The staff at Southside Elementary School have worked diligently staying focused on the three big ideas which have led to our successful creation of systems of intervention.  After establishing and aligning our essential skills at each grade level, our staff spent many hours designing effective common assessments and rubrics in reading, writing, and math.  Before instruction on a new unit, teachers administer a diagnostic assessment to ascertain the level of understanding their students possess.  This allows instructors to differentiate within their classrooms to meet the needs of all students.  Instruction takes place for a certain period of time, depending on individual need.  Common formative assessments are utilized, data is analyzed during grade level team meetings, and decisions are made accordingly.  Students who have not demonstrated expected levels of proficiency receive small group intervention, while students who have demonstrated proficiency receive enrichment to ensure continued growth.  Intervention/enrichment are provided daily for thirty minutes.  A second formative is administered at the completion of instruction to determine if additional intervention is required. 

Grade level teams consist of classified and certified staff who offer a wide range of strengths/skills.  The certified staff member who demonstrates the highest level of proficiency in a specific area, is assigned the group with the greatest need.  This is usually evident when looking at data.  Due to varying levels of strengths within our teams, we continue to learn and grow together as a staff.  When data portrays these strengths, our staff openly share effective strategies during weekly team meetings, as well as, how they have made them highly successful in acquiring elevated levels of proficiency with their students.

In addition to essential skills at each grade level, our teams have also written grade level SMART Goals based on baseline data collected at the beginning of each school year.  Our staff continually revisits the goals and data through the use of data boards, allowing them to focus on identified target groups while providing enrichment or intervention as needed.

This system of intervention has been very successful thus far.  We realized very quickly after analyzing our baseline data at the beginning of the 2011-2012 school year, our levels of proficiency in math were nowhere near where we wanted them to be.  We began the school year with a little over 50% of our student body demonstrating proficiency in math.  By the end of the year, our proficiency levels rose to 82%.  This amount of growth clearly demonstrated the high levels of success we were achieving through our collaborative work as a Professional Learning Community.  Last year, we implemented a math component to our Summer Reading Challenge, which had a greater impact on the sustainability of math concepts, as we did not lose any ground over the summer months.

3. Building teacher capacity to work as members of high performing collaborative teams that focus efforts on improved learning for all students.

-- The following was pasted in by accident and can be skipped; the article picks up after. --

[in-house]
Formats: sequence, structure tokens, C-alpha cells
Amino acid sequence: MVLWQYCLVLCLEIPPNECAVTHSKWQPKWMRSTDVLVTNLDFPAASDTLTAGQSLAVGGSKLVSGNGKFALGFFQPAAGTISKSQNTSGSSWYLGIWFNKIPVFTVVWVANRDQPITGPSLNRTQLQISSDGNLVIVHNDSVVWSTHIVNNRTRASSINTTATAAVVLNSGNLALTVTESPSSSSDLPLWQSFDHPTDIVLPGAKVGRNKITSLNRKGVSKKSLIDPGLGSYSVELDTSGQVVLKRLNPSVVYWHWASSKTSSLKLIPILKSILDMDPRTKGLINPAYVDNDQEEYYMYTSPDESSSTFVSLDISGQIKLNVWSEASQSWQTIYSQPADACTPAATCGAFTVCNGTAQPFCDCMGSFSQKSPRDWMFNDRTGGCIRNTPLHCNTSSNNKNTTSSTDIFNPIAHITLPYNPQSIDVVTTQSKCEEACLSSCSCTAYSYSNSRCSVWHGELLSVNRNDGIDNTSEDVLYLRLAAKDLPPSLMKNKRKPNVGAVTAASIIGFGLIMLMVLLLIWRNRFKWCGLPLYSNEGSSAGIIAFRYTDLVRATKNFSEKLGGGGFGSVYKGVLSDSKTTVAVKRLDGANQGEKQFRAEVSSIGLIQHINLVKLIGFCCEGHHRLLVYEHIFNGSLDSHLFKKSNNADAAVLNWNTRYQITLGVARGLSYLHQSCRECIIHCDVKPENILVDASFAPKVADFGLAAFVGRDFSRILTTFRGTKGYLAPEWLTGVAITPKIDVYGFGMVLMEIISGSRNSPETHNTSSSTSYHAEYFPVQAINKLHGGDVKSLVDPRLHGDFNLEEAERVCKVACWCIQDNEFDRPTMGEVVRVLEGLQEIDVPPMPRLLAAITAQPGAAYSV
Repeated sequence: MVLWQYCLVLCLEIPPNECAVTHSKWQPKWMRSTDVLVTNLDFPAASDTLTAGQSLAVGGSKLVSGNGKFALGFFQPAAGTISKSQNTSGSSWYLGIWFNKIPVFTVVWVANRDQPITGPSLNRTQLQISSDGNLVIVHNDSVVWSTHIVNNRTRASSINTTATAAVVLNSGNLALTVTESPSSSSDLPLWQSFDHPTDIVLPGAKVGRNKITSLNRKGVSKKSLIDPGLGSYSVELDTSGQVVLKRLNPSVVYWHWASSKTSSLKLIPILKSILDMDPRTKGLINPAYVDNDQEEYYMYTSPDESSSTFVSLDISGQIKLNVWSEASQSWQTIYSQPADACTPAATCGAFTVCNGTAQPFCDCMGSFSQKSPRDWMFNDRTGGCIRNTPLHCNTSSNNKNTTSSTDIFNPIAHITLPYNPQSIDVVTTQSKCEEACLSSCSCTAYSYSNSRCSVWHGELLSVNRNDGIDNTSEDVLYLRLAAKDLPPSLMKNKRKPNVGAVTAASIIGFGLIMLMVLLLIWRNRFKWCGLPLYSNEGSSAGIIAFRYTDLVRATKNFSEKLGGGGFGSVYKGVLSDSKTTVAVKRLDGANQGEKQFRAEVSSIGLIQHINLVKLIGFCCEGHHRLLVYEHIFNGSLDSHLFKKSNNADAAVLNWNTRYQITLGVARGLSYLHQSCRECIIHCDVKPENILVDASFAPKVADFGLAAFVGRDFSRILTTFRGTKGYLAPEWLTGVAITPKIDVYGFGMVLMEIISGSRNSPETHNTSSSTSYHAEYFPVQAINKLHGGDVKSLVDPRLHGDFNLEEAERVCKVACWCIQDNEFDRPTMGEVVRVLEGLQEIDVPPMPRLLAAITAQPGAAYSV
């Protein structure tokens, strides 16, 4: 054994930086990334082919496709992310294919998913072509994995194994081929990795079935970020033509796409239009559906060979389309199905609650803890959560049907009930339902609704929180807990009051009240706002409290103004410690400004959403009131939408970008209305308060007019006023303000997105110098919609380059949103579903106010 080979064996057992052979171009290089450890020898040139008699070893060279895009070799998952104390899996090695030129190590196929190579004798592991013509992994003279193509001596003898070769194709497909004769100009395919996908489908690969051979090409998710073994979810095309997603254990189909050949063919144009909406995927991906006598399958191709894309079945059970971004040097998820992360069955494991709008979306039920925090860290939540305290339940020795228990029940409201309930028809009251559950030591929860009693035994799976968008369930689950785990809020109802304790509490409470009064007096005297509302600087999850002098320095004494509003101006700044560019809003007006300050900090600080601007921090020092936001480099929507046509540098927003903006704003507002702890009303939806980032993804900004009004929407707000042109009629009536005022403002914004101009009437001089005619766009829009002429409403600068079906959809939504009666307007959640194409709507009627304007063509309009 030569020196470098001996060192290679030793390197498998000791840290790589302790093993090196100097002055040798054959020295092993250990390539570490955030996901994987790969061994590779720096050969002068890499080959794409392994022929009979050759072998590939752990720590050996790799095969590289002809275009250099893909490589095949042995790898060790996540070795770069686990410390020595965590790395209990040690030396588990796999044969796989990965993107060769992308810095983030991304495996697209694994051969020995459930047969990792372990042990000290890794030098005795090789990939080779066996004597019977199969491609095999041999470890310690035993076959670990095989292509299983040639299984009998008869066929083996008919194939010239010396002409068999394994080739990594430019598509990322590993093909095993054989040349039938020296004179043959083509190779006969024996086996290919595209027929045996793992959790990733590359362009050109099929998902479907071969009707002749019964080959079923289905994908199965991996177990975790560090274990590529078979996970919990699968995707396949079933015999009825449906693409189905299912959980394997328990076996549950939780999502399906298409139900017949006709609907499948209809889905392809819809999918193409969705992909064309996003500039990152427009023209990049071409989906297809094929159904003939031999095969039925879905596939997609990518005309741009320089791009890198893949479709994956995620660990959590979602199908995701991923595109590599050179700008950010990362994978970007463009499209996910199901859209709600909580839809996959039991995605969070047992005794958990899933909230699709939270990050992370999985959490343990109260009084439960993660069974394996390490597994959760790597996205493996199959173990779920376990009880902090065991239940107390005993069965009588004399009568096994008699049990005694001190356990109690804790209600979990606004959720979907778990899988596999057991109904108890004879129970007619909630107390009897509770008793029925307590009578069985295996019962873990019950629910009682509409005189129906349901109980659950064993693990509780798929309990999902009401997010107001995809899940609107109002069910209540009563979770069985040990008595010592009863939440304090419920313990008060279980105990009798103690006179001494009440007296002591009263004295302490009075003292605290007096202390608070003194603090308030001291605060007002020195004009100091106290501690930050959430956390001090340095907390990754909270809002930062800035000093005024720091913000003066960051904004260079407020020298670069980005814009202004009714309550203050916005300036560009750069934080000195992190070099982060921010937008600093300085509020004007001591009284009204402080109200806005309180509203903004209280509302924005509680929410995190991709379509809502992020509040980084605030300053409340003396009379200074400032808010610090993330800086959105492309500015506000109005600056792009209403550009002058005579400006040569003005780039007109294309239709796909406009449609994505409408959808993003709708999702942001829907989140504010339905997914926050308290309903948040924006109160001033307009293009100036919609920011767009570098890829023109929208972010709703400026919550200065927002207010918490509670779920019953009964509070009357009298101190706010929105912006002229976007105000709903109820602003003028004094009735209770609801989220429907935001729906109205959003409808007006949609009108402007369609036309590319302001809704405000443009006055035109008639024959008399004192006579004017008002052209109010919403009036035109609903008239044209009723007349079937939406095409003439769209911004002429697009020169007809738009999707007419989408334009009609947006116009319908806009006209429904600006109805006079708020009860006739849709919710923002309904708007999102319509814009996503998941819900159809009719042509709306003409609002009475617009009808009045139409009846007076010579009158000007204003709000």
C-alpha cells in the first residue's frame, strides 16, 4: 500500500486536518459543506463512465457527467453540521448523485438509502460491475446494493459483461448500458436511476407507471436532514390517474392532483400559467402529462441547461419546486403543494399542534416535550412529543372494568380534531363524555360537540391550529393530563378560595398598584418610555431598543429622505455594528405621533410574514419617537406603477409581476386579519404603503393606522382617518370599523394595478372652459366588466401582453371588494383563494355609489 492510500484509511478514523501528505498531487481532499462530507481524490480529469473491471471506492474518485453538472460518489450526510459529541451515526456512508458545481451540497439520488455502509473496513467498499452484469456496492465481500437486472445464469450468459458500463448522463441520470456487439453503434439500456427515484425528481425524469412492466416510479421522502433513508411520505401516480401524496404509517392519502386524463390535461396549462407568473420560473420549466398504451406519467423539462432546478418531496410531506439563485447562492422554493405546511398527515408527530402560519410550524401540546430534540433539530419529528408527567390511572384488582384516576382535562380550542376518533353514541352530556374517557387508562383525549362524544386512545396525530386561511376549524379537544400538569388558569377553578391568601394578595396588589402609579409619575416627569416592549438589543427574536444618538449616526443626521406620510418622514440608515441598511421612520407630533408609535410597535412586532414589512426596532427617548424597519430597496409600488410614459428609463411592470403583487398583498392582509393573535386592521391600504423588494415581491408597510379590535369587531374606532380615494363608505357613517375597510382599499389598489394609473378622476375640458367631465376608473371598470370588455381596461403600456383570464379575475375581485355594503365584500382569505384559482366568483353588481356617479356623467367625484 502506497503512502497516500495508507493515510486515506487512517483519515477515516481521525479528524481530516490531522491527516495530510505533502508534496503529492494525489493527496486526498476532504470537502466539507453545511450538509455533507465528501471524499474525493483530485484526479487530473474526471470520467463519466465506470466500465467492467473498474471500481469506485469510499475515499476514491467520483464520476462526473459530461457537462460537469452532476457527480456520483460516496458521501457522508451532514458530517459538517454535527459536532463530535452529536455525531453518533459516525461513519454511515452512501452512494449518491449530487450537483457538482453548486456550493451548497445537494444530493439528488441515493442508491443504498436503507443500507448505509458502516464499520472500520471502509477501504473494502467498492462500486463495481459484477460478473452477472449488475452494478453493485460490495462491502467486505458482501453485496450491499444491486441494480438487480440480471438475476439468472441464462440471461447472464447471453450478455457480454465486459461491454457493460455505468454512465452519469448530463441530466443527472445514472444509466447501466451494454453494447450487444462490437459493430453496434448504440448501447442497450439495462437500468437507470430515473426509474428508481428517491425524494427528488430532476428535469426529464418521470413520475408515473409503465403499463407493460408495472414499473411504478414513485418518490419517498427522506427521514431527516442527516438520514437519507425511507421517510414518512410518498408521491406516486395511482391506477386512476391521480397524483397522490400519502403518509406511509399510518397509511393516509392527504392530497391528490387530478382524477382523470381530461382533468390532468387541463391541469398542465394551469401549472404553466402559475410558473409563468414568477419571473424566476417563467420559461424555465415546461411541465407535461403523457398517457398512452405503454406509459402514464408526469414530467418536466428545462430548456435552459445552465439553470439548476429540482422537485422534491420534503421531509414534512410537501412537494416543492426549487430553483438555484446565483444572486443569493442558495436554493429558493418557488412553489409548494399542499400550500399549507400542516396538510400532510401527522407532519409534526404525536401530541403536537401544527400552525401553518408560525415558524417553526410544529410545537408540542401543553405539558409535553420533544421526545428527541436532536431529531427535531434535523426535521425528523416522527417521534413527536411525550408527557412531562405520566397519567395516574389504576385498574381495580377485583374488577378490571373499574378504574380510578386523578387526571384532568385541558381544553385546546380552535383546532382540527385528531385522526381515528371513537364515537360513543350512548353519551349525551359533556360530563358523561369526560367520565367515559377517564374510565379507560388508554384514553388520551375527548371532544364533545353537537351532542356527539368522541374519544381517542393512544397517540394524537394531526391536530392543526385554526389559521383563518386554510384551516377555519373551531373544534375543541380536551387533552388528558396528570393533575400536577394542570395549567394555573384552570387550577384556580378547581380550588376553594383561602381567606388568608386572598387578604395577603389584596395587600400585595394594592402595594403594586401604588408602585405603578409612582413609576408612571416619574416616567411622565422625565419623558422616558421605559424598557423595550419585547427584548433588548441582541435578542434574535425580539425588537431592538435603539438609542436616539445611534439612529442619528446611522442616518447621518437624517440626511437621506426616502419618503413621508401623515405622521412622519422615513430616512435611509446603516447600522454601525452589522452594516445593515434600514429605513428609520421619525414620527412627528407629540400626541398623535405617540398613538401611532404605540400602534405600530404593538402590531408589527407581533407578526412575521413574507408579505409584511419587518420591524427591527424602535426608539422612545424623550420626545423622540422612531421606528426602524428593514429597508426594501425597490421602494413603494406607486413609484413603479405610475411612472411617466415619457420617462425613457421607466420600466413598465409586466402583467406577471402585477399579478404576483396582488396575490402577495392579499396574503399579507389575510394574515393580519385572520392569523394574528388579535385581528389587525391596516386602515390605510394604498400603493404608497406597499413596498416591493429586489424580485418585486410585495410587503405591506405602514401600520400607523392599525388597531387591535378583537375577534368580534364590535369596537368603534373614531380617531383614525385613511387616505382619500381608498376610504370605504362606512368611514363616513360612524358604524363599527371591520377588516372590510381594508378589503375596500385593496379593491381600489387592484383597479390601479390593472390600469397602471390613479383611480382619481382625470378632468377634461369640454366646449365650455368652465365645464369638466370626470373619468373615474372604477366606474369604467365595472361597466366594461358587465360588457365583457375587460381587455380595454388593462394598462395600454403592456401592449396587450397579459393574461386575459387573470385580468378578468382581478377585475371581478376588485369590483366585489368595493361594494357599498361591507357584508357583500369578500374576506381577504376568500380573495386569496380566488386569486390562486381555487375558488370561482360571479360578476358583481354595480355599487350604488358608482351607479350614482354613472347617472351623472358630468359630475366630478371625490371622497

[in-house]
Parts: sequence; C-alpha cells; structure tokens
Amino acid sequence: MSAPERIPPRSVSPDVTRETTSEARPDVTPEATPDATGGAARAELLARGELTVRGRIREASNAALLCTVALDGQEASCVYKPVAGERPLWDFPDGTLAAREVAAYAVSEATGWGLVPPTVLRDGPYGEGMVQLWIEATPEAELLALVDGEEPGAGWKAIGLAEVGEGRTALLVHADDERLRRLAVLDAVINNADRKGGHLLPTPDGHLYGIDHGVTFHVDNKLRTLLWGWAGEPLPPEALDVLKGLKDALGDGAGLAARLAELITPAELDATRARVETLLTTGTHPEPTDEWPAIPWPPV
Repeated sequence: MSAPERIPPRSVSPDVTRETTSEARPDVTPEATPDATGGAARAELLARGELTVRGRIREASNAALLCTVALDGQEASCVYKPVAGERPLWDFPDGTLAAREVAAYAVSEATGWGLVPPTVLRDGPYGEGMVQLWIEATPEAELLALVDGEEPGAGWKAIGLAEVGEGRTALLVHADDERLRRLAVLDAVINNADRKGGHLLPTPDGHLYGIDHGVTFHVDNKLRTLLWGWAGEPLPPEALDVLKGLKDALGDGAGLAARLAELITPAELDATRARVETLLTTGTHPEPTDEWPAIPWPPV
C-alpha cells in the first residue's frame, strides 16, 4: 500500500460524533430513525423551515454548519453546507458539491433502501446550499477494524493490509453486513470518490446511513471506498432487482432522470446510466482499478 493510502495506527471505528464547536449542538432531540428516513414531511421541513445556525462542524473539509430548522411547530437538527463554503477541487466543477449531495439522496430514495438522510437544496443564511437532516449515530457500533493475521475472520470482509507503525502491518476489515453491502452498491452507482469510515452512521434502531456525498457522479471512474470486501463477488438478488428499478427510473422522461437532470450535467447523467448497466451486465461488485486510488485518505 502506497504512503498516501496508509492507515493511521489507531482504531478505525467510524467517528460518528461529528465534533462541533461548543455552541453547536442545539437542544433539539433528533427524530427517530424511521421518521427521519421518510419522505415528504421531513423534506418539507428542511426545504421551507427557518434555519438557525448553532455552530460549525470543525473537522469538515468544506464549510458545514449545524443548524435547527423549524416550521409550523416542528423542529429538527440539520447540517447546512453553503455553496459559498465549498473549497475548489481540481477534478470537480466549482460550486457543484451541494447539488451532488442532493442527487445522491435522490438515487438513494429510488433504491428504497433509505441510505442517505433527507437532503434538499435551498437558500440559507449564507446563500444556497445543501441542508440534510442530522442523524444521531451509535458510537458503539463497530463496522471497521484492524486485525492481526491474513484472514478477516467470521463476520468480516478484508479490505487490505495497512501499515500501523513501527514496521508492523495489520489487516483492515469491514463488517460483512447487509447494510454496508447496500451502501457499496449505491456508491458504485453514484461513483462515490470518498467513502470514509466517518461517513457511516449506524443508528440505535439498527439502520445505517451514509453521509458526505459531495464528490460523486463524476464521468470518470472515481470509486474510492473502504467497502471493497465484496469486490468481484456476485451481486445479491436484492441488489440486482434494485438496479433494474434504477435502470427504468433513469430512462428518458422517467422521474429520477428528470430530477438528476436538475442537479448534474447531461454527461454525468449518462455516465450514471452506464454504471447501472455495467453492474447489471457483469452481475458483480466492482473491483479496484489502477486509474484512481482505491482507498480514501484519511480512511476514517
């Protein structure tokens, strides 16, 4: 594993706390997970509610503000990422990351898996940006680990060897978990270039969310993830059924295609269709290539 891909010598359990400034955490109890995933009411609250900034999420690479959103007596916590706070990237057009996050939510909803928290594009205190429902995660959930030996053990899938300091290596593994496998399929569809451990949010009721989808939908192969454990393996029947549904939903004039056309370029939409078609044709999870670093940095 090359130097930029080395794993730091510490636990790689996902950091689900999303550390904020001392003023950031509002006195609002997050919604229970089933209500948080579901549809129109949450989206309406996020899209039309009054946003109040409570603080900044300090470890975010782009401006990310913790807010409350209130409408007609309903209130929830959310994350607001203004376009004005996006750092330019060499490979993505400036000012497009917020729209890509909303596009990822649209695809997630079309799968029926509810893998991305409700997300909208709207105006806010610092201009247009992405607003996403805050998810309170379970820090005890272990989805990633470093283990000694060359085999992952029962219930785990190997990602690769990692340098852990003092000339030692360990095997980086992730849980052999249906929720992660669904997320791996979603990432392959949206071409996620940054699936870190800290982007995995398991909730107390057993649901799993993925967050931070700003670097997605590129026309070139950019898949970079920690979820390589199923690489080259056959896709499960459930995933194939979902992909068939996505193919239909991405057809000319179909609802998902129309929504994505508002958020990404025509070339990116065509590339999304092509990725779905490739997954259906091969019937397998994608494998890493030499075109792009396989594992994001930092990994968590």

We began our journey as a PLC ten years ago by making a commitment to working as a high performing team in order to meet the needs of all students.   We set out by creating a shared belief that all students could learn and we would do whatever it takes to achieve that belief.  We had to look outside the traditional box and envision what this would look like in our school setting.  Schedules were changed in order to provide time for staff to collaborate both vertically and horizontally, daily intervention times were built in for each grade level, duty schedules were created to allow certified and classified staff to attend meetings and provide support for intervention/enrichment, essential skills were aligned and set, common assessments and rubrics were created, book studies and trainings were held in order to educate all members of our school team to provide our students with the best education possible, building and grade level SMART Goals were written and achieved, strategies were shared, results were effectively utilized,  wherein our culture began and continues to emerge.  Our students and parents know that we are a culture who believes in them, and will provide the necessary time and support to enhance learning. 

If you were to ask any student, parent, or staff member at our school what they believe about Southside Elementary School, they would tell you that we are a “family of learners working together to meet the needs of all students.”  We are proud of how far we have come together, and will remain committed to continual modeling and practice of what high performing collaborative teams can do to improve learning for all our students.  We will continue to grow and learn as a team, acquire new strategies to enhance learning, research new programs and techniques to support instruction, create higher quality assessments incorporating critical thinking skills, build high-levels of trust holding crucial conversations when necessary, share our success and knowledge with others, but most importantly, we will ALWAYS keep our focus on our students and their learning. 

Percentage of student proficiency on PAWS (Proficiency Assessments for Wyoming Students) Assessment for grade levels 3-5 at school/state level

Grade:

3

Reading